Terry and Ria Platt

Soon after Terry and Ria’s car was seized, they received a “Notice of Pending Forfeiture Making Uncontested Forfeiture Available” in the mail. The notice contained two pages of fine print informing them that Navajo County wanted to forfeit their car—and they had only 30 days to file a claim (with the court) or petition (with the prosecutor) if they wanted to object to the forfeiture. Terry and Ria consulted a lawyer who told them it would cost $4,000 to fight the forfeiture and the chances of winning were slim. Unable to afford a lawyer, the Platts tried to respond to the highly complex and confusing notice as best they could and mailed a handwritten response to the prosecutor in time to meet the 30-day deadline. However, their response would not get to a judge, as they thought. Instead, their response went to the prosecutor and Terry and Ria found themselves lost in Arizona’s forfeiture maze.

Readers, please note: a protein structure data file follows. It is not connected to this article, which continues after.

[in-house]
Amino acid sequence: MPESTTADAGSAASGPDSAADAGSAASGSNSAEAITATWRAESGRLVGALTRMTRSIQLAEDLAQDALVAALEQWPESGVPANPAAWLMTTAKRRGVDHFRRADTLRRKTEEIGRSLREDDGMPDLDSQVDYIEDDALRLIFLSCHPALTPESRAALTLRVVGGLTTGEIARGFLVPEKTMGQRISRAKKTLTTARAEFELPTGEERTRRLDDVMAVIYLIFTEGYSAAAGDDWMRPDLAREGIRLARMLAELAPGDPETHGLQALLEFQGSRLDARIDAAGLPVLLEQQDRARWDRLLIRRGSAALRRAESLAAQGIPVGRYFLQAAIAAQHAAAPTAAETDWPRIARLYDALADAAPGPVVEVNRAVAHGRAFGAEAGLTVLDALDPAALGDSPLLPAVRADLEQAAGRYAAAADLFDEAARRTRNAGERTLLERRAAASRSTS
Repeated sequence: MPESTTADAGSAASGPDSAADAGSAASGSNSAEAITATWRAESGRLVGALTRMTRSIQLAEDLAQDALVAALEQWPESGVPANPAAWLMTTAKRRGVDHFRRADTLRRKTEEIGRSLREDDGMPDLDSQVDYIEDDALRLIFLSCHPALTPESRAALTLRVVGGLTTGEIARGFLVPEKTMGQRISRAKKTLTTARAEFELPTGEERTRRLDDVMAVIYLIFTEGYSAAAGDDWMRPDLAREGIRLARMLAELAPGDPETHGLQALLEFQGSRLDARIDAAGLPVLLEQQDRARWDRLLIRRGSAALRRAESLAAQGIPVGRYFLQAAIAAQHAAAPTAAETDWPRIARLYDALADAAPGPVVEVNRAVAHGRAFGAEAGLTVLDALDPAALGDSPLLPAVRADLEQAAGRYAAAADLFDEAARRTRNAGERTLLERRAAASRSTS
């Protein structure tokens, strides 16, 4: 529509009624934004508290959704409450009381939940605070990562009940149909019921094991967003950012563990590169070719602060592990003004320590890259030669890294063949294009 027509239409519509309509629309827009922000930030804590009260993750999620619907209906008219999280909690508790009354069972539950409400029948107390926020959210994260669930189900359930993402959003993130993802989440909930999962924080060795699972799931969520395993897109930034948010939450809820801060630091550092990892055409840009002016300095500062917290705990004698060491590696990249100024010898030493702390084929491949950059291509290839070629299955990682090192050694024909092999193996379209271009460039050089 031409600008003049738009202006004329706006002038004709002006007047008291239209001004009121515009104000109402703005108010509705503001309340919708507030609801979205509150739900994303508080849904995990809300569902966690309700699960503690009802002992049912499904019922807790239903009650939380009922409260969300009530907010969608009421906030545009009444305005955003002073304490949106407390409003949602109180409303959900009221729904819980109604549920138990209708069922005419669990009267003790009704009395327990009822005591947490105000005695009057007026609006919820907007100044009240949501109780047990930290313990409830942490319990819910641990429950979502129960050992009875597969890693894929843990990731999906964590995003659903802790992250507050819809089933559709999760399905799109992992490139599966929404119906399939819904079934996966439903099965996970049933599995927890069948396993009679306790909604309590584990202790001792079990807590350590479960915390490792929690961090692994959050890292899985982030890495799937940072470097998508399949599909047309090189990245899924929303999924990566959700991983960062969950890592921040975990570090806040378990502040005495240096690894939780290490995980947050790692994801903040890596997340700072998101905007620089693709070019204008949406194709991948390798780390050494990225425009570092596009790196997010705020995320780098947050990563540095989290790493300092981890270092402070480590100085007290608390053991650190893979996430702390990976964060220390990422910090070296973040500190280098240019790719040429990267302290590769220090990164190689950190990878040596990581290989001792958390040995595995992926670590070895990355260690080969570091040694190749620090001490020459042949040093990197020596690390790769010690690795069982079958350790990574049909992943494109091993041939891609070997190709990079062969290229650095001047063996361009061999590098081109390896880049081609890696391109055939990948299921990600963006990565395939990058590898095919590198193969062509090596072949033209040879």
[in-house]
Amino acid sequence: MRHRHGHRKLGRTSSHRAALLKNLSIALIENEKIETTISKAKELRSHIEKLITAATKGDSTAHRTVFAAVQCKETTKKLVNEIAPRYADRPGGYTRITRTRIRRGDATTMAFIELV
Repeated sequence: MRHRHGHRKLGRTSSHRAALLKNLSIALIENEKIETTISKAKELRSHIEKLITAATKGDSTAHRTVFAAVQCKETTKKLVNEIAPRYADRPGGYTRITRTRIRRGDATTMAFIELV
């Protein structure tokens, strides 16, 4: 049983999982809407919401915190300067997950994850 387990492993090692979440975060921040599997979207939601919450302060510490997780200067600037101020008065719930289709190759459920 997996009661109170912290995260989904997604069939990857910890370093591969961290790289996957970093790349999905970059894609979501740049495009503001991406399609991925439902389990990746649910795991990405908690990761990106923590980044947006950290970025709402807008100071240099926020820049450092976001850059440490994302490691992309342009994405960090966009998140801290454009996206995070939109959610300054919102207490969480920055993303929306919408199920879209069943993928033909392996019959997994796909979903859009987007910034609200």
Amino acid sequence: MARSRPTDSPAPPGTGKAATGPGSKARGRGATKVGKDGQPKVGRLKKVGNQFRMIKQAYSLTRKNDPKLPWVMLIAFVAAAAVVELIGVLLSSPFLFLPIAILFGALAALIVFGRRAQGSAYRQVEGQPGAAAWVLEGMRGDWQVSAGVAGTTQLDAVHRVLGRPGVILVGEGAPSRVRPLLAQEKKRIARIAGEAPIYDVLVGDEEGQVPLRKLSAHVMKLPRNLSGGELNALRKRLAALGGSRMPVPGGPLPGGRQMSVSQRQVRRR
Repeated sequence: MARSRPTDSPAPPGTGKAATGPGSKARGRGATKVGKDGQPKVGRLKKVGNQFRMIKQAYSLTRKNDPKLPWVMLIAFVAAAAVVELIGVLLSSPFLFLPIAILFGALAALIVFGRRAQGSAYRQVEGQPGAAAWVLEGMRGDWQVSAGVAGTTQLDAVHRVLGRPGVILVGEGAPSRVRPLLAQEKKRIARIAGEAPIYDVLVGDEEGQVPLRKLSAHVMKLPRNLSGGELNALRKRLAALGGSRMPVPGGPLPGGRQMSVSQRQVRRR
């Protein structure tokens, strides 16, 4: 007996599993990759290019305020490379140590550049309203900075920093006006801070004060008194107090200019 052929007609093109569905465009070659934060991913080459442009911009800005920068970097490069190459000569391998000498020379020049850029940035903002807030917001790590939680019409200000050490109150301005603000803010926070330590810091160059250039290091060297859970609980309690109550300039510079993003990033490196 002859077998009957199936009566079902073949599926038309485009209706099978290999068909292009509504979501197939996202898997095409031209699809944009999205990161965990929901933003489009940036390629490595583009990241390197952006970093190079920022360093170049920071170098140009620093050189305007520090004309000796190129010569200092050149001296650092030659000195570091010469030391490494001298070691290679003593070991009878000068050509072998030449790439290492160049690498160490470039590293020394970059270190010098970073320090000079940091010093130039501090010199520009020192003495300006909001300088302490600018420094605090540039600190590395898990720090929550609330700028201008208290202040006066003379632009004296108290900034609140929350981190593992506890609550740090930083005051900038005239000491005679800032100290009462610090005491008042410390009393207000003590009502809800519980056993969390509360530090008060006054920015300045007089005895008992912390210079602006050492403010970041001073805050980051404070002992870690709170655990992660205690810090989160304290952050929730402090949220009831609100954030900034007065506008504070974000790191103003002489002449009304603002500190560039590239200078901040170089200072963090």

• October 6, 2016    |   Private Property

    Arizona Forfeiture

    Innocent Couple Challenges Arizona’s Rigged Civil Forfeiture System

    Arizona’s forfeiture laws are so complicated that even lawyers often struggle to understand them—let alone the average person. People caught up in Arizona’s forfeiture maze face a system where each turn can lead to a dead-end. Property owners have only 30 days to either petition the prosecutor to reconsider the forfeiture or ask permission to…

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